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Successive Stages of the Analysis of a Work of Art

The multitude of images in our everyday life means that we usually lack time to look at them closely, without their careful analysis, or their correct interpretation, not to mention a proper methodology for such an interpretation, which we usually prefer to leave in the hands of historians of art. Anne D’Alleva, a historian of art, calls such a phenomenon the syndrome of “lazy looking” (2009:29). And what about a proper interacting with art after crossing the threshold of a museum or a gallery, and I do not mean here ‘a galleria’, a cluster of shops and stalls … yet, even in such a place we can encounter multiple visual representations, especially when some artists decide to arrange there an installation of their works or a collection of photos …

Still, let’s stay inside a gallery of paintings and works of art, or a museum. If we are generally interested in art and have enough time, I would recommend breaking our visit down into several stages. If we focus our attention on selected works of art, it will help us to improve the quality of our cognitive abilities in relation to the selected objects. As I mentioned above, the accumulation of images, the splendor of their colours and and shapes can cause fatigue and, consequently, discouragement … Consequently, we will leave “the center of art” even more confused than we are before entering it.

First think about an artistic epoch you are most fascinated about, then pick up a museum or gallery where you can see its expressions. Among all the exhibited works, pick up four or five and spend at least four hours for their contemplation; yes, yes … approximately one hour for each work of art … why so long? One reason is that famous galleries of art or museums can be really crowded. Assuming you are heading off to one of such type of places and an art object of your choice is famous, it may also take much time to wait on queue to see it. Secondly, the chosen object does not exist in isolation and is normally surrounded by works of art coming from the same context: an epoch, place of origins or style, and when I am writing about a need of selecting four or five works must-see, I do not mean making your way to them with your eyes closed – first, it is dangerous for yourself, then for other amateurs of are, who just being focused on art, are not paying attention to you elbowing across the crowd, and finally, a danger of bumping into a priceless object … So, open your eyes, analyse a chosen object … first in isolation, and then look around and see it in its context. Other artifacts or artworks, looking at you (or judging you!) from their glass-cases or from the walls, depending on what you are looking at, will help you to better understand your object of choice.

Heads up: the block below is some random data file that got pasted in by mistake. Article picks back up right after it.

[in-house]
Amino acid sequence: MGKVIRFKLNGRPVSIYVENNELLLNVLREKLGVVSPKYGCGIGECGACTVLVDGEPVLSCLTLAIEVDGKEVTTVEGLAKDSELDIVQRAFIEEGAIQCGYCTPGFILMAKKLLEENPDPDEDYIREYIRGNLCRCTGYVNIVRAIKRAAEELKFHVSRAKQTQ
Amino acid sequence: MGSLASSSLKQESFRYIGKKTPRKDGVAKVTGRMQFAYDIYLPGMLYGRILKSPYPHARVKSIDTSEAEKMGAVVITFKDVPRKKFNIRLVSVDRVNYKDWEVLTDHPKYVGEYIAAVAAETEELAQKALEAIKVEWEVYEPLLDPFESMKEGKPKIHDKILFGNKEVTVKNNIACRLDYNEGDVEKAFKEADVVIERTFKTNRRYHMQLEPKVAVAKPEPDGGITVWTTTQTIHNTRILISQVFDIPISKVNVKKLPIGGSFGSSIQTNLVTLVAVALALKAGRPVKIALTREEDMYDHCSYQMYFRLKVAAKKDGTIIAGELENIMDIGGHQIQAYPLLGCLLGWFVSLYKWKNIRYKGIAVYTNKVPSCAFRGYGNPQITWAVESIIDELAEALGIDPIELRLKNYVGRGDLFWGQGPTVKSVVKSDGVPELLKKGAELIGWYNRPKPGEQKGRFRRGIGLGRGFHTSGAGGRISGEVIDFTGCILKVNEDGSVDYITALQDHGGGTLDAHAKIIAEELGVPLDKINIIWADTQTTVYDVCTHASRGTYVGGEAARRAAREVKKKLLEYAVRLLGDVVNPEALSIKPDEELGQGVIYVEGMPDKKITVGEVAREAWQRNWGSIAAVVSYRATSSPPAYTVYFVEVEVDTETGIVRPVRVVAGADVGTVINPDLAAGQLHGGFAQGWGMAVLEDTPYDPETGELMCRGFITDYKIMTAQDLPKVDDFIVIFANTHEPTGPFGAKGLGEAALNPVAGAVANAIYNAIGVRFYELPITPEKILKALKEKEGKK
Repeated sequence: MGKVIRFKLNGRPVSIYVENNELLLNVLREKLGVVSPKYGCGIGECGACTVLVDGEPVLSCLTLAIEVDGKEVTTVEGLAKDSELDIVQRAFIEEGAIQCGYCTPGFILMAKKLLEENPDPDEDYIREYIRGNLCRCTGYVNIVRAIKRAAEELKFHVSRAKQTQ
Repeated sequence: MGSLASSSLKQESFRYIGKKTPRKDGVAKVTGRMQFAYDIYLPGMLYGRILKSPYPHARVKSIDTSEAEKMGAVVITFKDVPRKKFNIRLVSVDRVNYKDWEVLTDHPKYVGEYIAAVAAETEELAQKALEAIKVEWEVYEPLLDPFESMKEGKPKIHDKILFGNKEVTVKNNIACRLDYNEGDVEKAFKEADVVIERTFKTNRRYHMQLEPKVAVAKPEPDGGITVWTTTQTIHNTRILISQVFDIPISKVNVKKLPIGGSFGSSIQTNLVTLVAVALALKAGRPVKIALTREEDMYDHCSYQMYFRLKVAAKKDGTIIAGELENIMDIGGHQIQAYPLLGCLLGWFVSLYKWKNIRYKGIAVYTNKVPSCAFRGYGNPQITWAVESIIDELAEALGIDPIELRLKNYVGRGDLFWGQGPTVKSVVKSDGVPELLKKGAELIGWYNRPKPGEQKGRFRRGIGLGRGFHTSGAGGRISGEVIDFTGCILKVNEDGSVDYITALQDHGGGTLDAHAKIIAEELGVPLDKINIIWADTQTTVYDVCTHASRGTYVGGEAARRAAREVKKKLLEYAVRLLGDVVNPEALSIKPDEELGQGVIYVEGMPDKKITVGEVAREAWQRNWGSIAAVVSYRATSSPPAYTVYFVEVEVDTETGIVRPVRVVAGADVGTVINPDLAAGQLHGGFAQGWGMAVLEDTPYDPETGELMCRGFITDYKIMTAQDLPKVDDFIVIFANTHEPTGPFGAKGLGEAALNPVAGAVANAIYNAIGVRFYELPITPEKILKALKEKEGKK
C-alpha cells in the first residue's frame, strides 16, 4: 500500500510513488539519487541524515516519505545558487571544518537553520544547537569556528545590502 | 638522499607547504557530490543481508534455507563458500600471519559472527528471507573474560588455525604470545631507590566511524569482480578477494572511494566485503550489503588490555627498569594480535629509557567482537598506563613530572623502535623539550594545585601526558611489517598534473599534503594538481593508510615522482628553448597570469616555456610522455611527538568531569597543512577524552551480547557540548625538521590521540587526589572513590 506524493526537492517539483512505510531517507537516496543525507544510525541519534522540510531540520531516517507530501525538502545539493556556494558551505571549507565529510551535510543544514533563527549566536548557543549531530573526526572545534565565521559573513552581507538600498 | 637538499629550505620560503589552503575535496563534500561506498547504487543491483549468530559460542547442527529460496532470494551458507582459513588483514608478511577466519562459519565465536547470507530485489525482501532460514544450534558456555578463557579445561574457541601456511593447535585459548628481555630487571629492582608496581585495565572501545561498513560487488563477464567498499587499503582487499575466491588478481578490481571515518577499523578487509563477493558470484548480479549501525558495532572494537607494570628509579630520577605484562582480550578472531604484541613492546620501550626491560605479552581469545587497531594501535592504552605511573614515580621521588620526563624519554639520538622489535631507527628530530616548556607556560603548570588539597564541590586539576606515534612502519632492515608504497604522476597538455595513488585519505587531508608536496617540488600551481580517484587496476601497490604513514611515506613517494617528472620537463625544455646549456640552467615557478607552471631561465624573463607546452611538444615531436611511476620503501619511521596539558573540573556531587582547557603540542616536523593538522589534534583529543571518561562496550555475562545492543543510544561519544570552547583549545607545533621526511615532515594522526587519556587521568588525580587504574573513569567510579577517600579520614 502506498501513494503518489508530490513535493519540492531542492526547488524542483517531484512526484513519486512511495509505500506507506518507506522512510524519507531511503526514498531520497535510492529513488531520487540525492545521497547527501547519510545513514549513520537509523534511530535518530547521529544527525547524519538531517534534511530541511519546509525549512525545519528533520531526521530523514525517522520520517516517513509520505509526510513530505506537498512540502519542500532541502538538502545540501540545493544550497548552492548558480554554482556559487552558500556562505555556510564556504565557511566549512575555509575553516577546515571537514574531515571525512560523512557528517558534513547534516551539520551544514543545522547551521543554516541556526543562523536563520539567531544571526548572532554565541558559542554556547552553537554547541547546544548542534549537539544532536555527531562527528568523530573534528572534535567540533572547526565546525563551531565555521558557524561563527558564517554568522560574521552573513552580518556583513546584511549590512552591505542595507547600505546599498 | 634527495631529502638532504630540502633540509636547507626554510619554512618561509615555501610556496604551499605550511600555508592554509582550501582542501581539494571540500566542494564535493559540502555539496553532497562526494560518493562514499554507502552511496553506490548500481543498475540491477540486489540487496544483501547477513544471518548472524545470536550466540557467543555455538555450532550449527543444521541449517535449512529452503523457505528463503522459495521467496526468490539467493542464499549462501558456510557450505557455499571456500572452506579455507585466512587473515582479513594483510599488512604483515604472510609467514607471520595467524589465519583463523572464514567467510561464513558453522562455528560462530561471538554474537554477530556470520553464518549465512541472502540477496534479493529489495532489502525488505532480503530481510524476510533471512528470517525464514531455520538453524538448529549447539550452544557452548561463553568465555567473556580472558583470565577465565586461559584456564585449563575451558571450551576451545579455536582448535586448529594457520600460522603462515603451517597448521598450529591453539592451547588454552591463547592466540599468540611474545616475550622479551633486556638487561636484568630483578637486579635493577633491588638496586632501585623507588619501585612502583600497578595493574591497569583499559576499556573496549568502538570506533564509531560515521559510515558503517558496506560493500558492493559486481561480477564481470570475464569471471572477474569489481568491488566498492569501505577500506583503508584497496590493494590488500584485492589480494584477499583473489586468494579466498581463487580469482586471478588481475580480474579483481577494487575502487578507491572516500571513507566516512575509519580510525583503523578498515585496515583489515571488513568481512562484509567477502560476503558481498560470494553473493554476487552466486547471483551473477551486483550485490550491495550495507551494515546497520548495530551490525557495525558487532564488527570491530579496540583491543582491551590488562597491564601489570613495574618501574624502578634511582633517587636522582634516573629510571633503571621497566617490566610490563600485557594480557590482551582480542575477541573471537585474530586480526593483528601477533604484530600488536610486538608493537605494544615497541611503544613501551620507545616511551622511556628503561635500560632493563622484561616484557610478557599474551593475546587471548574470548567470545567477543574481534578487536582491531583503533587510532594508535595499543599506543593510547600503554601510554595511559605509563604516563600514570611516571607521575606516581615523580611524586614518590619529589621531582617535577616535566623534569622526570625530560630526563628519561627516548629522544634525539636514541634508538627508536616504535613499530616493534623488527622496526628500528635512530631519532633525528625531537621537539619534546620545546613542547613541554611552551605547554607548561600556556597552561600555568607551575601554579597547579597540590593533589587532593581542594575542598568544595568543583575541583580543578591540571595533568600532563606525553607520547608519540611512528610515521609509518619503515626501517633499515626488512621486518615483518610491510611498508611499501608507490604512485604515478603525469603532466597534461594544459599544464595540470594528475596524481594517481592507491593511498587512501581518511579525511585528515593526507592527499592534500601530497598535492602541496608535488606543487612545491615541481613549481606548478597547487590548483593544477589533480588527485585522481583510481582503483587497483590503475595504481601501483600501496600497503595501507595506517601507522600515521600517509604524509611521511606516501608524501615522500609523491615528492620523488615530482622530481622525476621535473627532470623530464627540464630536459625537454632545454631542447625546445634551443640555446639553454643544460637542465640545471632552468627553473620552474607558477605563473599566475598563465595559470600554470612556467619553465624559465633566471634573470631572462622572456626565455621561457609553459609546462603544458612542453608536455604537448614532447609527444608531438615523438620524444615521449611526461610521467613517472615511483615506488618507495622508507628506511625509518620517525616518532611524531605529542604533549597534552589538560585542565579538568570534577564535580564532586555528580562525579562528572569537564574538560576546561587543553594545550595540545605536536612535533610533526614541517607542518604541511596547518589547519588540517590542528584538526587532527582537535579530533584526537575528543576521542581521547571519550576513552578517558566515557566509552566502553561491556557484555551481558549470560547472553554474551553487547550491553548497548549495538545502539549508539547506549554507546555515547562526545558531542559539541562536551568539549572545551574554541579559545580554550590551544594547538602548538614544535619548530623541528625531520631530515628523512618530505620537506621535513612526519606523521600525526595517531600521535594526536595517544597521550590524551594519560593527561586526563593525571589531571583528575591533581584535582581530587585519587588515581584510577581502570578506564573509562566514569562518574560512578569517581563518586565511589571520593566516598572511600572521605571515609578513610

Stages of the Analysis of a Work of Art

Finally, standing in front of a preferable work of art, you can start to observe its characteristics. Yet, at that point, it is not possible to escape from spontaneous and disordered thoughts coming to our mind at first sight; they are mostly related with our own feelings triggered by the work. I assume those are pleasant emotions, providing that the object to see has been selected deliberately. There equally appear some links between the work and our unconscious knowledge resulting from our culture, religion, history and education. Such aspects shape our experience and values All that phenomenon cannot be avoided, so let it approach you and tell you for a while a story. It is also a story about yourself … Finally, pay attention to its colours, lines, figures, planes. Does it show an abstraction or a representation? Now, take a step back in time, bring your initial thoughts and analyse them. What element of all observed in the work is the most significant, and how is it described in relation to the whole composition? What does the work reveal about the culture that once shaped it? Who was its creator and patron? Who could be its receiver? Now it is you … What does tell about your mutual relation? How do you read its messages?

By answering all those questions, from the initial stage, when you are in front of the artwork, being bombarded by its scattered meanings, through your attempts to focus on its describable physical features, till the end, when you enter a relation with it, you are in the process of its methodological and complete analysis. In history of art, these stages are professionally defined as follows: a formal analysis, iconography, contextual analysis, and finally semiotics. The formal analysis is also refereed to as pre-iconography, while the iconography stage can be imagined as a meaningful bridge joining the form with the context of an artwork. Accordingly, the third stage is known as the contextual analysis. And finally, there is semiotics, which after many art historians constitutes just a more interdisciplinary version of the combined iconographycal and iconological stages (D’Alleva 2012:35).